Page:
Hunger Rock symbolizes hard times for the local populace. In times of drought crops fail and ships stand at anchor, the river too shallow to navigate. In older times low water meant that supplies of salt were cut off as well. People carved records of these hard times into the rock mass. The oldest legible marking is dated 1616. An old German message on the rock sums it up well: Wenn du mich siehst, dann weine (When you see me, weep). A later Czech inscription reads: Neplac holka, nenarikej, kdyz je sucho, pole strikej (Don't cry, girl, don't fret. When it's dry, just spray your field wet).
After the Moldau was dammed in 1926, the rock made its appearance more often. Today it is visible on an average of 126 days every year. Should a dam ever be built below Decin (attempts to launch such a project date back to 1653), the rock mass would disappear forever under the water's surface. Would that ring in a golden era?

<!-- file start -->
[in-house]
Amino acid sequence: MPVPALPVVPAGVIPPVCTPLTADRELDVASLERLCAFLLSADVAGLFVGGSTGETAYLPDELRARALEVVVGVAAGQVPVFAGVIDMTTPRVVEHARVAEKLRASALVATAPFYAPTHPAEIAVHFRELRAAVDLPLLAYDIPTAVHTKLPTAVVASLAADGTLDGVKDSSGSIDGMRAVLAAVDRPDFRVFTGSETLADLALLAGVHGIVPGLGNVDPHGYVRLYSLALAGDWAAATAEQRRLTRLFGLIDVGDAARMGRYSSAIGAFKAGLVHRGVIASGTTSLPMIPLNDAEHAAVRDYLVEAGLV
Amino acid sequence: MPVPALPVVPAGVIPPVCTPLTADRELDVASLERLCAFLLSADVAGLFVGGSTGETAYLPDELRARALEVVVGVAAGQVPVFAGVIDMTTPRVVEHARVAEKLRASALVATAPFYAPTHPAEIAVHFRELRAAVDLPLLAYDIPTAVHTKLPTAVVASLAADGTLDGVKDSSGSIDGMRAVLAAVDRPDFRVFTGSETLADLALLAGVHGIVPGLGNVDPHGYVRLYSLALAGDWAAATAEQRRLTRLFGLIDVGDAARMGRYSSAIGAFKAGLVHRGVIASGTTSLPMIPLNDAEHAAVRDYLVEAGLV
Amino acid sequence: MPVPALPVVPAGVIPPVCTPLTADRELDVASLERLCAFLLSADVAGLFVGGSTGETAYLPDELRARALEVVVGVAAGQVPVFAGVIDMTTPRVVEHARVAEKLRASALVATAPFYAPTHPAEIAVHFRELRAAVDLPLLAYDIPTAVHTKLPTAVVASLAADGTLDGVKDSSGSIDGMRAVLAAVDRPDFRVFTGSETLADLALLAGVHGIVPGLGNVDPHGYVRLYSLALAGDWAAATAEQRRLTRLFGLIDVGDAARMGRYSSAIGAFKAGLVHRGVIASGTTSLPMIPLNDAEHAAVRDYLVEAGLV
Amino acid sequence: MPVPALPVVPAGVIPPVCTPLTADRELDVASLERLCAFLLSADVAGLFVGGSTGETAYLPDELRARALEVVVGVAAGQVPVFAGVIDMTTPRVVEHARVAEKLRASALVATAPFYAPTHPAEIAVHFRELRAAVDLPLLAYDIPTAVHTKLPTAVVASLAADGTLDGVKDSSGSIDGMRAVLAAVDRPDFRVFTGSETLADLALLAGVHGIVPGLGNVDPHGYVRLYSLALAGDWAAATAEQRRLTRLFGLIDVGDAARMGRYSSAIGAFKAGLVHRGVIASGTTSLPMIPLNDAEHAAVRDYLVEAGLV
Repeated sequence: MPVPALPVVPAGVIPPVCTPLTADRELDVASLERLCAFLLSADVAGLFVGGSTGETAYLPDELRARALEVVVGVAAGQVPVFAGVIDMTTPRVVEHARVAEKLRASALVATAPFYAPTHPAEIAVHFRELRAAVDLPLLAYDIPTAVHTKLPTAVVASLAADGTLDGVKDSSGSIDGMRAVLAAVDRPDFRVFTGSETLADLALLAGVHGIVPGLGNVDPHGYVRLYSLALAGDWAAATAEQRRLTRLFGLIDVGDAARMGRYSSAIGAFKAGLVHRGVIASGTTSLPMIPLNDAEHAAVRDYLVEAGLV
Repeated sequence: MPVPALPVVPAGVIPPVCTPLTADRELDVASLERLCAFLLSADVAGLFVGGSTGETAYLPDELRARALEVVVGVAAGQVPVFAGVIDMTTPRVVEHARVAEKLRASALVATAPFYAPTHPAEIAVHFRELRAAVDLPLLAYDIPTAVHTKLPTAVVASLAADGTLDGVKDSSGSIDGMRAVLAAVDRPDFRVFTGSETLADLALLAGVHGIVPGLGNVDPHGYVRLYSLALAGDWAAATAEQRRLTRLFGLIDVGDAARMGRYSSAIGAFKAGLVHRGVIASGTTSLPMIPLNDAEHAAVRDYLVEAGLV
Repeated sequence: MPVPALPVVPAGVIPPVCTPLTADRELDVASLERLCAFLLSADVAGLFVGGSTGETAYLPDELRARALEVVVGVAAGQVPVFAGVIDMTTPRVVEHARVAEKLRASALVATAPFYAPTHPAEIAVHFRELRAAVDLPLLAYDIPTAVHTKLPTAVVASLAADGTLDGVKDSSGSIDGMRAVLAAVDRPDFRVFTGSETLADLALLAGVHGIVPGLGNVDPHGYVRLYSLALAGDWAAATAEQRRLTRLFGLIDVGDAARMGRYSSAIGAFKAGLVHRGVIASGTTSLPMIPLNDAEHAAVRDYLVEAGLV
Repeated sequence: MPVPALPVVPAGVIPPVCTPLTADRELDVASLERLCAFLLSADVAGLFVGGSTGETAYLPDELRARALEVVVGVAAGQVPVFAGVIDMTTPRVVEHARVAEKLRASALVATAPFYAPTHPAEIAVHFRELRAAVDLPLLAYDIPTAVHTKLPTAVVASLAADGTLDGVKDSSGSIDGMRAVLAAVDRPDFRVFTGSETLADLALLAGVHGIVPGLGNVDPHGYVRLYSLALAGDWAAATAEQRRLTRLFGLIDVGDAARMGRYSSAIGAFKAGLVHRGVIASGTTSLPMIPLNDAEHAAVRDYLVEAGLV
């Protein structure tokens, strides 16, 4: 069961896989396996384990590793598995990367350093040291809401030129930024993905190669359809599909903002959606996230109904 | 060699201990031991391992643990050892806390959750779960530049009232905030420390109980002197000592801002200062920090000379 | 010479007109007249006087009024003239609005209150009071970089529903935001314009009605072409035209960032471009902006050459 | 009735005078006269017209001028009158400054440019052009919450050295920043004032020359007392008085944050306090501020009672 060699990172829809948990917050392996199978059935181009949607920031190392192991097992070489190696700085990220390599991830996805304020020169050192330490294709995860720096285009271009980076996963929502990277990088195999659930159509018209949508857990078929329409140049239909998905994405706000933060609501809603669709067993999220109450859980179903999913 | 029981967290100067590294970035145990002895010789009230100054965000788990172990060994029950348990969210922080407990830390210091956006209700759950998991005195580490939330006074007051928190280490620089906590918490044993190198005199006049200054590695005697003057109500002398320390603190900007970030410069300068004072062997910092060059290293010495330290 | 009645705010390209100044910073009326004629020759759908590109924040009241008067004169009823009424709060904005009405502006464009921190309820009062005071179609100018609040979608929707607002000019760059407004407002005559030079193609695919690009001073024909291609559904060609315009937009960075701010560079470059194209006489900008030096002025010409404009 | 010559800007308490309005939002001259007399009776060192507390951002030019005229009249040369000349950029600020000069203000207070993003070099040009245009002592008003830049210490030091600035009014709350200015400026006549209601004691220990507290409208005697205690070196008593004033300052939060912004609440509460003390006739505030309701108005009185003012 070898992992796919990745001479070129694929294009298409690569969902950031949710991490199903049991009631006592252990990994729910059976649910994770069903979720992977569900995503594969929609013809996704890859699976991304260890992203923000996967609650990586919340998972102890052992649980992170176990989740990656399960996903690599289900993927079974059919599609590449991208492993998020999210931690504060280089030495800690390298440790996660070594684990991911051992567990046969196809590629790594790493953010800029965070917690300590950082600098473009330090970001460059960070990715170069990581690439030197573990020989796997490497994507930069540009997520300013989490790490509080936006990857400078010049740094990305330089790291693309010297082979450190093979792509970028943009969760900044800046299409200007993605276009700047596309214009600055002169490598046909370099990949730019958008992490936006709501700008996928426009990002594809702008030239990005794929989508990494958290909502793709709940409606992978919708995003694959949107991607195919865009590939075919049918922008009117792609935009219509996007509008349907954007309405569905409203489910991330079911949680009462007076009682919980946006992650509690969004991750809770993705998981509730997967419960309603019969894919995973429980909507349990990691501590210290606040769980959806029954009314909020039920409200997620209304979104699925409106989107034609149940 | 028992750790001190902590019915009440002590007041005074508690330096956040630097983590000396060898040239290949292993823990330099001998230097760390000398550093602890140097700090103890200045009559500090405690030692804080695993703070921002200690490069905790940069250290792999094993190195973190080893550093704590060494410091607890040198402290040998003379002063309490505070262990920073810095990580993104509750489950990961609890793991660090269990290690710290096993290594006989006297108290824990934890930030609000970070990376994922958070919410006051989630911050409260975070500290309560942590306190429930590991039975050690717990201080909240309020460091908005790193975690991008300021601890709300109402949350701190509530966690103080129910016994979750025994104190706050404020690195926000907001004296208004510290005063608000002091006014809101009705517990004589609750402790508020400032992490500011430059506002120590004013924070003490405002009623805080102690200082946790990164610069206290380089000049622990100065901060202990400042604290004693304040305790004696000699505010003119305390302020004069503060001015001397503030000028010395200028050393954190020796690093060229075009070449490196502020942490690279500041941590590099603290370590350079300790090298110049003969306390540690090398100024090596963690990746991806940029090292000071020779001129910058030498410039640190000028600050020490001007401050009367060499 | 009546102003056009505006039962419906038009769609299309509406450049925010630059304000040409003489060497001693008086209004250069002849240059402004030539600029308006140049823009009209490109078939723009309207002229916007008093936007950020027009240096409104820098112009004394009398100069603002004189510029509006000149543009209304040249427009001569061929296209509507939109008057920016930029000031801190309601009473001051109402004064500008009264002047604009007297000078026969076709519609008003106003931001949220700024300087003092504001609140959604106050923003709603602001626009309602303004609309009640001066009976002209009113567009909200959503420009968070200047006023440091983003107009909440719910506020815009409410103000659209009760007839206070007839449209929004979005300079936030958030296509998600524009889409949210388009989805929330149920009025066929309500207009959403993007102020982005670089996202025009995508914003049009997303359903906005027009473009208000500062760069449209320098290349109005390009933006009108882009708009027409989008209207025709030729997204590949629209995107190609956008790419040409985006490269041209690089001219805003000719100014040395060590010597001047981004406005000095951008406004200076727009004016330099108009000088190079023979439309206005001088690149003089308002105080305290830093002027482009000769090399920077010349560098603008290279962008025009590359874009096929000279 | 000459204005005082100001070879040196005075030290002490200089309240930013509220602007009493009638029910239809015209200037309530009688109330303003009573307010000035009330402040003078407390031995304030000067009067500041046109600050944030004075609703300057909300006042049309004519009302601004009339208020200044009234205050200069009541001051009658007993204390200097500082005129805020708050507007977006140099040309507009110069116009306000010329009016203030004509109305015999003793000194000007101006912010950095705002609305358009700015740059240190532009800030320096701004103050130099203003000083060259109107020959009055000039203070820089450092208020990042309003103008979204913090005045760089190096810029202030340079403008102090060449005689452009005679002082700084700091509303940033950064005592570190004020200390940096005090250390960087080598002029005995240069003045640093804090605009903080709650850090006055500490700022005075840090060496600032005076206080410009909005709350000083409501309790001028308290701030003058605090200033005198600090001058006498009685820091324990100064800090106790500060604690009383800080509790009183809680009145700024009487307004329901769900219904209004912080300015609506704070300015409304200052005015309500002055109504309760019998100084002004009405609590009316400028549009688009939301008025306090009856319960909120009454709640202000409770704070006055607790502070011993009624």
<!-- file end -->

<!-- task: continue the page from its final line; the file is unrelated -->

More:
The bank near Hunger Rock was paved in 1911. In 1994 the rock itself was cleaned and made more accessible to the public.
Hunger Rock is one of the oldest hydrological landmarks in central Europe.